Tag Archives: adam scott

Flower (2018)

26 Mar

No subgenre of film is so elusive as the indie teenage romantic comedy.  Take some time to browse through any program guide of SXSW or Sundance from the last two decades and you’ll see that independent film history is rich with varied examples of offbeat and angsty teens falling in and out of love. Sometimes, it works (look no further than the aptly titled First Girl I Loved or the nuanced sleeper The Spectacular Now) but more often than not, you end up with a smorgasbord of character tropes, bad sex jokes, and dialogue from writers who’ve seemingly forgotten how teenagers actually behave.  It’s common knowledge that teens are complicated – why is it so hard for their films to be as well?

In Flower, the painful combo of teen-romance-movie-misfires intercedes with gags about sexual assault and pedophillia. Because nothing says funny like trying to figure out if a highschool teacher is into little boys or little girls.

The film starts of with a cop engaging in felatio with our underage hero Erica (Zoey Deutch) who then blackmails him in exchange for cash. We then learn that Erica has made a habit of engaging with older men and then blackmailing them in order to save up enough to bail out her absent father from jail. If you are questioning Erica’s motives here don’t worry, she literally tells a stranger she has daddy issues, just in case there was any confusion to the audience. Her distant mother (Kathryn Hahn) has been dating guy-after-guy ever since her Erica’s father was locked up, and she finally settles with generic Bob (Tim Heidecker) whose son Luke (Joey Morgan) has just graduated rehab and is about to live with the family, much to Erica’s disdain.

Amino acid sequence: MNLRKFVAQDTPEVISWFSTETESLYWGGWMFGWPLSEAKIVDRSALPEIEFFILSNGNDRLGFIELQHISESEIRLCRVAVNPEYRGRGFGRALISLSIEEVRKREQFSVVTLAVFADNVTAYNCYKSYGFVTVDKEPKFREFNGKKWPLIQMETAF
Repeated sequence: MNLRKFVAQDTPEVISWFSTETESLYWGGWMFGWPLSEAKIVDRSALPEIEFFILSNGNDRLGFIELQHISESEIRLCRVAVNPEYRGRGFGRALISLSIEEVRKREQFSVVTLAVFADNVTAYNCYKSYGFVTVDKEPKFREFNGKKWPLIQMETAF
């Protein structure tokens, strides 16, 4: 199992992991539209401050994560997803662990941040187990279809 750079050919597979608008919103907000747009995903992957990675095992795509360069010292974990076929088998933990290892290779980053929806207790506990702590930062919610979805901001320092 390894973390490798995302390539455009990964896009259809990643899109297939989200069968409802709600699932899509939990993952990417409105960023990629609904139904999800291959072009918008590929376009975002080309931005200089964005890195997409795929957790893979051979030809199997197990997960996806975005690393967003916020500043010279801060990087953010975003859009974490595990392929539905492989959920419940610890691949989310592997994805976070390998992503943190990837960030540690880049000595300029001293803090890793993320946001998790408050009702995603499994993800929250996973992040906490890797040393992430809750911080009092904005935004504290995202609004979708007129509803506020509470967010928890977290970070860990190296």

There is also a shoehorned subplot here about the aforementioned child-molester (Adam Scott doing his usual shtick) but the heart of the story rests with Erica and Luke’s relationship as new step-siblings from very different worlds trying to get along with each other.  Erica is popular, outgoing, and has a nifty group of friends; Luke is introverted, lonely, into comic books and prone to panic attacks.

Flower tries to be a subversive take on the paint-by-numbers teen sex comedy, but more often than not the jokes fall flat and the characters seem out of place and counterfeit. Erica is such a bad example of the white-rebel-naughty-girl trope that it would be satirical if the film was more self-aware; I was expecting the production design to feature a poster of Harley Quinn on her bedroom wall, but nope – just your typical PARENTAL ADVISORY sign.  Luke, thanks entirely to Joey Morgan’s performance (easily the best thing about this movie), is a bit more tolerable when he isn’t being fed nonsensical lines of dialogue. But even our subdued foil to our protagonist is subject to one of the most bizzare tonal shifts as the movie stumbles into it’s hasty third act. Watching the final segment of Flower is a bit like watching a youtube clip of a drag race where the car starts skidding out of control – you know it’s going to crash and burn eventually but you have to keep watching in order to see how it all goes down.

Bottom Line: Instead of the authentic examination of teenage sexuality it tries to be, Flower is a cringe-worthy and awkward take that tries to get a pass with an inexcusably-awful third act. 

Rating: 4.1 /10

Film Recipe: Juno + Hard Candy + Never Goin’ Back 

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